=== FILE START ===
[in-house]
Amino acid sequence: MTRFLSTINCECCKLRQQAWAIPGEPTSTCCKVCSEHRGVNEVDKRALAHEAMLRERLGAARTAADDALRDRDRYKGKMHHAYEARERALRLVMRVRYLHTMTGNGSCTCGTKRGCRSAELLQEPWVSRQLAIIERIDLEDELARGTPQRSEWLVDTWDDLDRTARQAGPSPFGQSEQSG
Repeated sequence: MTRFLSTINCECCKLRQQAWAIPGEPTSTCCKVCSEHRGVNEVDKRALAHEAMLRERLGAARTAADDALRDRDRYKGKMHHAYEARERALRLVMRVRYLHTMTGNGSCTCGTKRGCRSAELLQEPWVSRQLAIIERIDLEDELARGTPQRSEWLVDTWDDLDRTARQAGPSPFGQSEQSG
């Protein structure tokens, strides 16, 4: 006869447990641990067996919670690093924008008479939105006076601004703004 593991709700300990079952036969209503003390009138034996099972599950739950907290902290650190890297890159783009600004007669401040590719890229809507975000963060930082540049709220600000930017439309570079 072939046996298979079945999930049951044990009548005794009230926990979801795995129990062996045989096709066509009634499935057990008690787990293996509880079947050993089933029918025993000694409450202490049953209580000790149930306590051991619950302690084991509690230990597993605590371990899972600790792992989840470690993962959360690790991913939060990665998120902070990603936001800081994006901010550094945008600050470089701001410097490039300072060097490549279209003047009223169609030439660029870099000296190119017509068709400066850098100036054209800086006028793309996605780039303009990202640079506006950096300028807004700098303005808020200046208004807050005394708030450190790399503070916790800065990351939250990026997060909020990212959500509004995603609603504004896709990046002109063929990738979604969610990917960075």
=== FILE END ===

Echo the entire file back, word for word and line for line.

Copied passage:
[in-house]
Amino acid sequence: MTRFLSTINCECCKLRQQAWAIPGEPTSTCCKVCSEHRGVNEVDKRALAHEAMLRERLGAARTAADDALRDRDRYKGKMHHAYEARERALRLVMRVRYLHTMTGNGSCTCGTKRGCRSAELLQEPWVSRQLAIIERIDLEDELARGTPQRSEWLVDTWDDLDRTARQAGPSPFGQSEQSG
Repeated sequence: MTRFLSTINCECCKLRQQAWAIPGEPTSTCCKVCSEHRGVNEVDKRALAHEAMLRERLGAARTAADDALRDRDRYKGKMHHAYEARERALRLVMRVRYLHTMTGNGSCTCGTKRGCRSAELLQEPWVSRQLAIIERIDLEDELARGTPQRSEWLVDTWDDLDRTARQAGPSPFGQSEQSG
């Protein structure tokens, strides 16, 4: 006869447990641990067996919670690093924008008479939105006076601004703004 593991709700300990079952036969209503003390009138034996099972599950739950907290902290650190890297890159783009600004007669401040590719890229809507975000963060930082540049709220600000930017439309570079 072939046996298979079945999930049951044990009548005794009230926990979801795995129990062996045989096709066509009634499935057990008690787990293996509880079947050993089933029918025993000694409450202490049953209580000790149930306590051991619950302690084991509690230990597993605590371990899972600790792992989840470690993962959360690790991913939060990665998120902070990603936001800081994006901010550094945008600050470089701001410097490039300072060097490549279209003047009223169609030439660029870099000296190119017509068709400066850098100036054209800086006028793309996605780039303009990202640079506006950096300028807004700098303005808020200046208004807050005394708030450190790399503070916790800065990351939250990026997060909020990212959500509004995603609603504004896709990046002109063929990738979604969610990917960075």